I’ve found a great circle of cycling friends on Google+, with a large variety of different styles, from highly functional commuters, to racers, climbers, cyclocross, to long distance century and double century riding, and even randoneurs. So that got me thinking of my cycling progression.
Bikes have always been a part of my life, ever since I took the family bike out to the grassy backyard, and taught myself how to ride (without training wheels), using a fence as my balancing mechanism. When everyone was driving to school in high school, I was out there on my bike. I had no car, and did not want to take the school bus.
I didn’t really take it up seriously until after I got my first professional job after college (retail store job does not count). That’s when I bought a Miele, and on clipless pedals (way back in 1988). That’s when I first started out doing club rides, and thinking 50 miles was long distance.
As I got more experienced, I started getting the speed bug. Then, I saw Montrose pack ride, which is a huge pack of about 100 riders, racing through the streets of San Marino, Arcadia, Irwindale, Duarte, and Monrovia. But I knew I wasn’t fast enough to keep up with these guys. I’m not sure what category these guys and gals are … maybe Cat 3? My usual routine was to go out every weekend, and just see how long I can hang in with the group. Usually it’s half way, which is about 10 miles, or when we get out of Arcadia. If I lasted the whole ride, it would be a scant 40 miles.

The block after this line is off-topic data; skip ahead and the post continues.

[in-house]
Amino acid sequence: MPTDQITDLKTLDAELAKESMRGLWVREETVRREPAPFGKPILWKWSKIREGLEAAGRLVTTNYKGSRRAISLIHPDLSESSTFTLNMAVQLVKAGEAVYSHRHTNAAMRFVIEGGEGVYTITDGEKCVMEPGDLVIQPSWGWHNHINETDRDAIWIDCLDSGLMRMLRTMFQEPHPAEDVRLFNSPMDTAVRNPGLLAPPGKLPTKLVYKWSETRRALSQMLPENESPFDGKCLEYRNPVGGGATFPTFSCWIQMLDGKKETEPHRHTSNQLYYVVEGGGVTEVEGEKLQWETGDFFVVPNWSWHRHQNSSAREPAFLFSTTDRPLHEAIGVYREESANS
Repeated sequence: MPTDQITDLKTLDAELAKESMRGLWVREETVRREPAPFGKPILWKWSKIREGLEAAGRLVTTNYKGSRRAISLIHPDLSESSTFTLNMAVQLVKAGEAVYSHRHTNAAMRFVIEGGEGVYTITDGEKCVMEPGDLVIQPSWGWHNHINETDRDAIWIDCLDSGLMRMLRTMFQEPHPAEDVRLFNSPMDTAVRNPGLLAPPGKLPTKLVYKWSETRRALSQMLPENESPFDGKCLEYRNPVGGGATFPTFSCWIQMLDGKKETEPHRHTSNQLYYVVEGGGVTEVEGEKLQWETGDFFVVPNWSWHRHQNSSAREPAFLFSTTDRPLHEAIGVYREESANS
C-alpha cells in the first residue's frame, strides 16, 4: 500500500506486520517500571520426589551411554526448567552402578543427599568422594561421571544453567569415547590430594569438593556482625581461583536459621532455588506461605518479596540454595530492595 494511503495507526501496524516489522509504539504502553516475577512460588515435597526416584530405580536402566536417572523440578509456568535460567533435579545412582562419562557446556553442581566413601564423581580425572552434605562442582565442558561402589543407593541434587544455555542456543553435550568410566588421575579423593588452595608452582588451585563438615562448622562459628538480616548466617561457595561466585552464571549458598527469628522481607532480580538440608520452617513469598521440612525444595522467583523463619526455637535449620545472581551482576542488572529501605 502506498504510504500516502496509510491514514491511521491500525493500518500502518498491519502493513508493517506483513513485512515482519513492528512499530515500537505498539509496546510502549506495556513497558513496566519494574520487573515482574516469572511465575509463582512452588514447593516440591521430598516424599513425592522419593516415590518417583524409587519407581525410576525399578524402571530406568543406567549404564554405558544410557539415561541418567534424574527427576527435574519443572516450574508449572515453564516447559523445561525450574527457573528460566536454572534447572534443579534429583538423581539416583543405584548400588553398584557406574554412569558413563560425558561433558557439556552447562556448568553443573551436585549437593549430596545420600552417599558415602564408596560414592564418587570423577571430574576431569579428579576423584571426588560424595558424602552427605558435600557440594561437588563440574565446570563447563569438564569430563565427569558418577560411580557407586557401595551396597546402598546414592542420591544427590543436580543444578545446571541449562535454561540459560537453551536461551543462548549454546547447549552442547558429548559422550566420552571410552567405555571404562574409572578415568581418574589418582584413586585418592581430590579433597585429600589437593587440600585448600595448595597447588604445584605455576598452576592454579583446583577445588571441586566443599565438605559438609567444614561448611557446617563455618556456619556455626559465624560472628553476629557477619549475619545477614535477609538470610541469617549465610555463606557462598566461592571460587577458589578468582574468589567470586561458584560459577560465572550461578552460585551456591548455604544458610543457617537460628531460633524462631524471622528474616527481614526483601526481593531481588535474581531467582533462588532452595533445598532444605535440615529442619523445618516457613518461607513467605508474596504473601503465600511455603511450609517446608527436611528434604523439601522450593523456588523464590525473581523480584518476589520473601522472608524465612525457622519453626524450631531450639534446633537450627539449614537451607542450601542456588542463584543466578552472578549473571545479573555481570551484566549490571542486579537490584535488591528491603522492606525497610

I did climb hills at this time, and I thought I was a climber, but I did have a fear of the mountains. The San Gabriel Mountains were very close by, and yet I made every attempt to avoid them.
Then in 1998, I made a career move, and moved from So Cal to Nor Cal, and man there are hills here. I soon had to go with a triple, so that I could finish these hills. But even after that, I found myself always last up the really tough hills.
I eventually was convinced I should do double centuries, and that started my trend of riding everywhere possible, and avoid using a car at all cost. I even sold my car, but family forced me to buy one … grrrr. Anyhow, u became a California Triple Crown rider, completing at least 3 double centuries in one calendar year.
Riding a double century takes a lot of discipline and patience. It also forces you to be an early riser, and be on the bike fit extended periods of time, getting used to riding in the rain, and in the dark. I think I’ve got burned out of double centuries, and now re-evaluating what you’re if rider I am.
I don’t think I’m a racer, although I have twitchy muscles where I can hone that. I like to climb, but I’m not a climber. If I was, I’d do DMD in a heartbeat. I’m probably a long distance rider, but that takes so much of your day away.
Hmmm …. time for self realization …. what you’re if rider am I? What type of Rider are you?